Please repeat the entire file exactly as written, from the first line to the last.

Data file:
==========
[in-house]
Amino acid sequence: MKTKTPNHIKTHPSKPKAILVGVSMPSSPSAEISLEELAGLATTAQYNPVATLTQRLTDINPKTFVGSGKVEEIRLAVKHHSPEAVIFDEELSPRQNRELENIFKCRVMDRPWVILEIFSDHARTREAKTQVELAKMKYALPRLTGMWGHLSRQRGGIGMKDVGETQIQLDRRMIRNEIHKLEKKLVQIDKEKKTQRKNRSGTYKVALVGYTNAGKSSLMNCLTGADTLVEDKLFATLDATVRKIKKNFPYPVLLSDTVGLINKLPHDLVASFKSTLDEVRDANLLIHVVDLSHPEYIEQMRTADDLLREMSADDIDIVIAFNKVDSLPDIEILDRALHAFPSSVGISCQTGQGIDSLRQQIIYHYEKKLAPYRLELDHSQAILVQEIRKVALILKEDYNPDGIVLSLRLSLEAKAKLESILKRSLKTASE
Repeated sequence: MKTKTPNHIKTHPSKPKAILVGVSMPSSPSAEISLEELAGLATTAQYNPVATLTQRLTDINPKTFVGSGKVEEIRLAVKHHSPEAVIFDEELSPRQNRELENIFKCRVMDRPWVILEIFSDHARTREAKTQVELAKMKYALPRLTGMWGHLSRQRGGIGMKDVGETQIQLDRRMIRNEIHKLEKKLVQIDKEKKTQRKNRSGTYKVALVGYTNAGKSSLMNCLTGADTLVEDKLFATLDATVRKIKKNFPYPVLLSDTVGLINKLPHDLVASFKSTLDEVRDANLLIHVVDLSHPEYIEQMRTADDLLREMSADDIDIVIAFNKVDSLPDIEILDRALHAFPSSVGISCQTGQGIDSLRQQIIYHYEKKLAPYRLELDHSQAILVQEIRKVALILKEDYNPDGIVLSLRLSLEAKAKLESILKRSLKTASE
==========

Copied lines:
[in-house]
Amino acid sequence: MKTKTPNHIKTHPSKPKAILVGVSMPSSPSAEISLEELAGLATTAQYNPVATLTQRLTDINPKTFVGSGKVEEIRLAVKHHSPEAVIFDEELSPRQNRELENIFKCRVMDRPWVILEIFSDHARTREAKTQVELAKMKYALPRLTGMWGHLSRQRGGIGMKDVGETQIQLDRRMIRNEIHKLEKKLVQIDKEKKTQRKNRSGTYKVALVGYTNAGKSSLMNCLTGADTLVEDKLFATLDATVRKIKKNFPYPVLLSDTVGLINKLPHDLVASFKSTLDEVRDANLLIHVVDLSHPEYIEQMRTADDLLREMSADDIDIVIAFNKVDSLPDIEILDRALHAFPSSVGISCQTGQGIDSLRQQIIYHYEKKLAPYRLELDHSQAILVQEIRKVALILKEDYNPDGIVLSLRLSLEAKAKLESILKRSLKTASE
Repeated sequence: MKTKTPNHIKTHPSKPKAILVGVSMPSSPSAEISLEELAGLATTAQYNPVATLTQRLTDINPKTFVGSGKVEEIRLAVKHHSPEAVIFDEELSPRQNRELENIFKCRVMDRPWVILEIFSDHARTREAKTQVELAKMKYALPRLTGMWGHLSRQRGGIGMKDVGETQIQLDRRMIRNEIHKLEKKLVQIDKEKKTQRKNRSGTYKVALVGYTNAGKSSLMNCLTGADTLVEDKLFATLDATVRKIKKNFPYPVLLSDTVGLINKLPHDLVASFKSTLDEVRDANLLIHVVDLSHPEYIEQMRTADDLLREMSADDIDIVIAFNKVDSLPDIEILDRALHAFPSSVGISCQTGQGIDSLRQQIIYHYEKKLAPYRLELDHSQAILVQEIRKVALILKEDYNPDGIVLSLRLSLEAKAKLESILKRSLKTASE